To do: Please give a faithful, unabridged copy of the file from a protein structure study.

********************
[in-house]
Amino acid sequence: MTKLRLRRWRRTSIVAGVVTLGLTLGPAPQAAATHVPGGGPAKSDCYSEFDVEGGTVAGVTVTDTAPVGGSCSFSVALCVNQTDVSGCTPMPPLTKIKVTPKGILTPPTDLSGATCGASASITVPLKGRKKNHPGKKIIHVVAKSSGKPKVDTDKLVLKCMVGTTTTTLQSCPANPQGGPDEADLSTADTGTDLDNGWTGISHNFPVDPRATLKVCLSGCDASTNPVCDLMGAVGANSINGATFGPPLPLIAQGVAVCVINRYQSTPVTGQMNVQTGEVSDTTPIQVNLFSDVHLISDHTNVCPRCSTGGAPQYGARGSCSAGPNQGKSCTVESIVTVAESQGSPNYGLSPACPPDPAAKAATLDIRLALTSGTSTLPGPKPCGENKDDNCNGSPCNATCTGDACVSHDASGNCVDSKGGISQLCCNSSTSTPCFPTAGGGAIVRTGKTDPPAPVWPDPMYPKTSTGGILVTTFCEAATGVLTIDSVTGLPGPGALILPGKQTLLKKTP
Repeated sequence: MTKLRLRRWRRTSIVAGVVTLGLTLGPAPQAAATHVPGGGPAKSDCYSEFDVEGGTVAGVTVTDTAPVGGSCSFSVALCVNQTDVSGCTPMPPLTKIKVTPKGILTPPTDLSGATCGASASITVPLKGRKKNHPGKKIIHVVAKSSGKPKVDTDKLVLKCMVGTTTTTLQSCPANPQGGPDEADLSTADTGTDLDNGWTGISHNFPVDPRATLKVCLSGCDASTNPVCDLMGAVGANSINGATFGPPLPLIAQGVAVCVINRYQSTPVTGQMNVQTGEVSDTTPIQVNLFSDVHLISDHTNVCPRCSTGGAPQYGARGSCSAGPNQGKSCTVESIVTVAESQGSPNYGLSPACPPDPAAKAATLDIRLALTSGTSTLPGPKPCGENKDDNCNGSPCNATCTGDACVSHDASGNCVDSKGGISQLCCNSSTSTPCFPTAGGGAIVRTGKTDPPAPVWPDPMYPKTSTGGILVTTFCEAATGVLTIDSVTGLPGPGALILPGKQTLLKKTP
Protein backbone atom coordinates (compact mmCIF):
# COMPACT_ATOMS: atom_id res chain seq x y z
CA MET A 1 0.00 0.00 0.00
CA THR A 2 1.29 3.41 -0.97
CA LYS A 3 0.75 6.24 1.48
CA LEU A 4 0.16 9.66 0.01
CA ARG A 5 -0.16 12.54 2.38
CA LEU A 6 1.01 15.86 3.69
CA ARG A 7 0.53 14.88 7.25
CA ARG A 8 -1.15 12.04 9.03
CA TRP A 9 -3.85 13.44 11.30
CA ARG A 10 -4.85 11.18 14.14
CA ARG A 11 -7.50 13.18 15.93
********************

[in-house]
Amino acid sequence: MTKLRLRRWRRTSIVAGVVTLGLTLGPAPQAAATHVPGGGPAKSDCYSEFDVEGGTVAGVTVTDTAPVGGSCSFSVALCVNQTDVSGCTPMPPLTKIKVTPKGILTPPTDLSGATCGASASITVPLKGRKKNHPGKKIIHVVAKSSGKPKVDTDKLVLKCMVGTTTTTLQSCPANPQGGPDEADLSTADTGTDLDNGWTGISHNFPVDPRATLKVCLSGCDASTNPVCDLMGAVGANSINGATFGPPLPLIAQGVAVCVINRYQSTPVTGQMNVQTGEVSDTTPIQVNLFSDVHLISDHTNVCPRCSTGGAPQYGARGSCSAGPNQGKSCTVESIVTVAESQGSPNYGLSPACPPDPAAKAATLDIRLALTSGTSTLPGPKPCGENKDDNCNGSPCNATCTGDACVSHDASGNCVDSKGGISQLCCNSSTSTPCFPTAGGGAIVRTGKTDPPAPVWPDPMYPKTSTGGILVTTFCEAATGVLTIDSVTGLPGPGALILPGKQTLLKKTP
Repeated sequence: MTKLRLRRWRRTSIVAGVVTLGLTLGPAPQAAATHVPGGGPAKSDCYSEFDVEGGTVAGVTVTDTAPVGGSCSFSVALCVNQTDVSGCTPMPPLTKIKVTPKGILTPPTDLSGATCGASASITVPLKGRKKNHPGKKIIHVVAKSSGKPKVDTDKLVLKCMVGTTTTTLQSCPANPQGGPDEADLSTADTGTDLDNGWTGISHNFPVDPRATLKVCLSGCDASTNPVCDLMGAVGANSINGATFGPPLPLIAQGVAVCVINRYQSTPVTGQMNVQTGEVSDTTPIQVNLFSDVHLISDHTNVCPRCSTGGAPQYGARGSCSAGPNQGKSCTVESIVTVAESQGSPNYGLSPACPPDPAAKAATLDIRLALTSGTSTLPGPKPCGENKDDNCNGSPCNATCTGDACVSHDASGNCVDSKGGISQLCCNSSTSTPCFPTAGGGAIVRTGKTDPPAPVWPDPMYPKTSTGGILVTTFCEAATGVLTIDSVTGLPGPGALILPGKQTLLKKTP
Protein backbone atom coordinates (compact mmCIF):
# COMPACT_ATOMS: atom_id res chain seq x y z
CA MET A 1 0.00 0.00 0.00
CA THR A 2 1.29 3.41 -0.97
CA LYS A 3 0.75 6.24 1.48
CA LEU A 4 0.16 9.66 0.01
CA ARG A 5 -0.16 12.54 2.38
CA LEU A 6 1.01 15.86 3.69
CA ARG A 7 0.53 14.88 7.25
CA ARG A 8 -1.15 12.04 9.03
CA TRP A 9 -3.85 13.44 11.30
CA ARG A 10 -4.85 11.18 14.14
CA ARG A 11 -7.50 13.18 15.93